International bestselling romantic suspense/sci-fi/fantasy author Rebecca York will also teach a Master Class. She says, "A novel must look, sound, smell and taste real to the reader. But it’s not reality. It’s a world you build. From plot and character to setting and dialogue, you make the decisions that define your fictional universe." And she will show you how.
Saturday, September 6, 2014
Next summer Intrigue Publishing will release a Young Adult adventure novel called The Boy Who Knew Too Much by Jeff Westhoff. It’s going to be a great book, but the reason I’m talking about it now is that it is a great manuscript.
When we receive a new manuscript it’s always a crap shoot, so I greet each one with suspicion. This manuscript quickly dispelled my doubts. First, the author took the time to read our submission guidelines and sent just what we wanted: the first 50 pages, a synopsis and a brief bio. Those 50 pages were free of spelling or grammar errors, an indication that he actually read it a couple times before sending it. You may not understand this, but publishers can take bad spelling or grammatical gaffs as a sign of disrespect.
I didn’t see any of the usual signs of writers who don’t read: no overuse of ellipsis or exclamation points, no capitalized words or fragment sentences everywhere. The writing was clear and understandable.
And the story was there. It hooked me immediately, and I knew very quickly where it was going. The 50 pages did exactly what we wanted them to do. They left me eager to read the rest of the story.
The rest of the story was equally solid, which I might not have noticed if the rest of the manuscript had not been as clean as the beginning. By doing a good job of proof reading and pre-editing, Westhoff had removed the distractions that might have kept me from seeing the smooth flow and rhythm of his manuscript. After we accepted the book we heard similar praise from our proofreader and our content editor, who called it the cleanest manuscript she had ever worked on.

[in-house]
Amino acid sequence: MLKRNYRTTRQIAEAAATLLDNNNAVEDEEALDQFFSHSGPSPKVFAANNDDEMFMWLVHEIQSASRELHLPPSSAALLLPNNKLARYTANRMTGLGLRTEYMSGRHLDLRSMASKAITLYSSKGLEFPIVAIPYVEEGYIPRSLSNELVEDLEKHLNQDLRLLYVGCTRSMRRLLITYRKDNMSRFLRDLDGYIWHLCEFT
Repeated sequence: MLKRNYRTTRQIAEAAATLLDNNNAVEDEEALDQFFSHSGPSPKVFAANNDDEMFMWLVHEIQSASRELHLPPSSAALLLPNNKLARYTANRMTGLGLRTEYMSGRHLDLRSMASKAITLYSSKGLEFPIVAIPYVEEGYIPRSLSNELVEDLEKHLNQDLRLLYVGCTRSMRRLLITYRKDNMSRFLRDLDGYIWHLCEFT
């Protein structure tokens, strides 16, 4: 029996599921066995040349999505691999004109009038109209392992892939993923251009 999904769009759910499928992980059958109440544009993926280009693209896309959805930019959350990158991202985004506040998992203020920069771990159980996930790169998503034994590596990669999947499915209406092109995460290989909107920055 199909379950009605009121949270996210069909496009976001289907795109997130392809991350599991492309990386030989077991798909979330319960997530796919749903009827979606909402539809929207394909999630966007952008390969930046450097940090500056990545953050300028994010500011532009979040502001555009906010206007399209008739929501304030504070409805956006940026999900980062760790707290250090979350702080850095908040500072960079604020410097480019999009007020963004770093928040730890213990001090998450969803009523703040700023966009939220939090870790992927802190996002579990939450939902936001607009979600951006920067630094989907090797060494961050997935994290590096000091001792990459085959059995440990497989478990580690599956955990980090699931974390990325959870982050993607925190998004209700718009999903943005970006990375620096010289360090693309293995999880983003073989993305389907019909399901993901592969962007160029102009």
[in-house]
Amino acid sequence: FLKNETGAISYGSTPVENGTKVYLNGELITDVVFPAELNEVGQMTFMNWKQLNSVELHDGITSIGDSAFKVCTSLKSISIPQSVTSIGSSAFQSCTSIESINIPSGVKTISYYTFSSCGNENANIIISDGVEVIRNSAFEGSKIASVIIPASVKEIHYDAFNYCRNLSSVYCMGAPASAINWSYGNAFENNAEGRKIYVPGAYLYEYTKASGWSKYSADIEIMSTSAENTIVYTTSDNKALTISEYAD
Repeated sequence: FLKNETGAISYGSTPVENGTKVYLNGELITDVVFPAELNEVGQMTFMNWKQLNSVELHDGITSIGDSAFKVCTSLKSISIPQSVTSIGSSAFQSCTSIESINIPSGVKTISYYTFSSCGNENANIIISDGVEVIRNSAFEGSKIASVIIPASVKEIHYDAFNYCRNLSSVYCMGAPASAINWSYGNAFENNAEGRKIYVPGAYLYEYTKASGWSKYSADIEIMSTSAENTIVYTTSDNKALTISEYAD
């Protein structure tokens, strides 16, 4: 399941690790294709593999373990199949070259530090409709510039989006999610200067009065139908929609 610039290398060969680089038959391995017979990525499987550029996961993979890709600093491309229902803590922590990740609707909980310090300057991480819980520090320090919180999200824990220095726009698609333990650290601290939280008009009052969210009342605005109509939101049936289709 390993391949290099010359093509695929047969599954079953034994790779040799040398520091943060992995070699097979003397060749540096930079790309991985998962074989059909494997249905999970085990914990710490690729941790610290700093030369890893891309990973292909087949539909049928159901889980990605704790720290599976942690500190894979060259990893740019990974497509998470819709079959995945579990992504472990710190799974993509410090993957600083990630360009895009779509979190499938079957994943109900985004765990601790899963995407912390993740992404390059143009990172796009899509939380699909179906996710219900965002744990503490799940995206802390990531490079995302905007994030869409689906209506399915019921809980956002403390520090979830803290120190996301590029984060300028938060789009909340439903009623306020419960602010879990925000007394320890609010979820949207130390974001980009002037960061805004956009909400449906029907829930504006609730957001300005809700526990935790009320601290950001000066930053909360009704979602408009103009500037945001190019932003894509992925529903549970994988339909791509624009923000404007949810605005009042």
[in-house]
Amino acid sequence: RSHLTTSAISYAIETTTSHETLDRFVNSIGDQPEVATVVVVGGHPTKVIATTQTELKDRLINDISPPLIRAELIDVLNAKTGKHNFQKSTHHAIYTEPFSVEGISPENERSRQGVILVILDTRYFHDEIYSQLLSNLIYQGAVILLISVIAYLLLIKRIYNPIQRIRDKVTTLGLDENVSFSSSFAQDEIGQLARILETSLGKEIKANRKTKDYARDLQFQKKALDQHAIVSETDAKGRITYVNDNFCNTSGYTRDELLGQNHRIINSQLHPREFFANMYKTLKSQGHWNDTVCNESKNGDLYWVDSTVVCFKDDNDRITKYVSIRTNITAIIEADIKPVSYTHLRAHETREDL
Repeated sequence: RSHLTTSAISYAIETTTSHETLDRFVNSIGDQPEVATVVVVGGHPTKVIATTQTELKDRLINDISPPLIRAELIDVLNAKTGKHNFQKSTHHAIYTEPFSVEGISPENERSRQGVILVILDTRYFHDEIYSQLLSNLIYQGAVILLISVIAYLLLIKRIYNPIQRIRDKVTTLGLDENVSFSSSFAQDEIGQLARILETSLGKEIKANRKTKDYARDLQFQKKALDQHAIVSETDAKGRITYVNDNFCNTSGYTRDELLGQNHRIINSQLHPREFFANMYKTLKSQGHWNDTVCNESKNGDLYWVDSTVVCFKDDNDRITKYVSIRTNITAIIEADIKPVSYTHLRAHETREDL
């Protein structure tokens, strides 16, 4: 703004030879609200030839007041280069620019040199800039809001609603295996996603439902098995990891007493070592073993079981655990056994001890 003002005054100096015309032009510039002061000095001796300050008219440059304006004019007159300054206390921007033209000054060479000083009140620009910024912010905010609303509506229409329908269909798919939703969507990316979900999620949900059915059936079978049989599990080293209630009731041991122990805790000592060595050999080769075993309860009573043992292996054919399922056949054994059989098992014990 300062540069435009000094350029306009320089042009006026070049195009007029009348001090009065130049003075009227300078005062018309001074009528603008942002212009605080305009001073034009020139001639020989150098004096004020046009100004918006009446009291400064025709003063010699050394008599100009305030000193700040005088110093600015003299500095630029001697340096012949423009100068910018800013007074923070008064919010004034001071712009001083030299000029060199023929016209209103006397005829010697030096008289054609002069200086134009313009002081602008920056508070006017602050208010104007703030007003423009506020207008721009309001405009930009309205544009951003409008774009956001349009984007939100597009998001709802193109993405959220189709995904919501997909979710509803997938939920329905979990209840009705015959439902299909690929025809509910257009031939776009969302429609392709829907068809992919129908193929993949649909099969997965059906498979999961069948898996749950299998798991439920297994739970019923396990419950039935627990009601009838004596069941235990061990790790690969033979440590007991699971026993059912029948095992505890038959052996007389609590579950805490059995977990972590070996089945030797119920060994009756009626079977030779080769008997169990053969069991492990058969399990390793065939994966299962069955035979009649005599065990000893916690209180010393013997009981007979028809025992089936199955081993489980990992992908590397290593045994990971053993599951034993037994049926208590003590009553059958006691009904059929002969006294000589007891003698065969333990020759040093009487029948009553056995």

Was it perfect? Of course not. Everyone needs an editor. But it showed the level of effort we hope for. We want to see that the writer paid attention to detail and wanted to impress us, not just with his writing, but with his professionalism.
This writer did. And more. He made us smile.
If you have a crime fiction, YA, Contemporary drama or sensual romance manuscript you are proud of, Intrigue Publishing is accepting submissions at http://www.intriguepublishing.com
Monday, September 1, 2014
In this scene, Ruby is held captive along with a reluctant terrorist she has fallen for. The bad guys have her doing "woman's work" which they will soon regret!
The only other person in the room, one of the quiet Peruvians, just stared at her. He had been assigned to watch her the whole time she was in the kitchen, crushing kidney beans, chopping tomatoes, browning slivers of steak, and dicing the peppers and onions. He always kept a close eye on her when she was using a knife, as if that were the only way she could be dangerous. Still, he watched in silence while she chattered. In all that time, Ruby had not said one thing that pissed him off. And Lord knows she had tried.
"Man, I don't know how you got this babysitting gig with no sense of humor," Ruby said, adding salt and crushed garlic to the pot. "If I get too bored, I might try to run off, just to find some decent conversation."
The man just stared, so Ruby wandered into the living room. The room was starting to smell of men who didn't bathe often enough, especially the corn chip odor of jungle-toughened feet. And damned if there wasn't another soccer game up on the big screen. Two South American teams were going at it, and the local audience was all smiles. de la Fuente sat with his arm around Rafael, shouting at every play. Rafe was somewhat less enthusiastic. When he looked at Ruby, she could see the pain in his eyes. She knew he was embarrassed by being played for a sucker by these bargain-basement Marxists. What she hadn't predicted was the obvious guilt over getting her stuck in the middle. Beyond Rafael's troubled face, de la Fuente turned to her, grinning wider than ever, light glinting off that one gold tooth she had come to hate.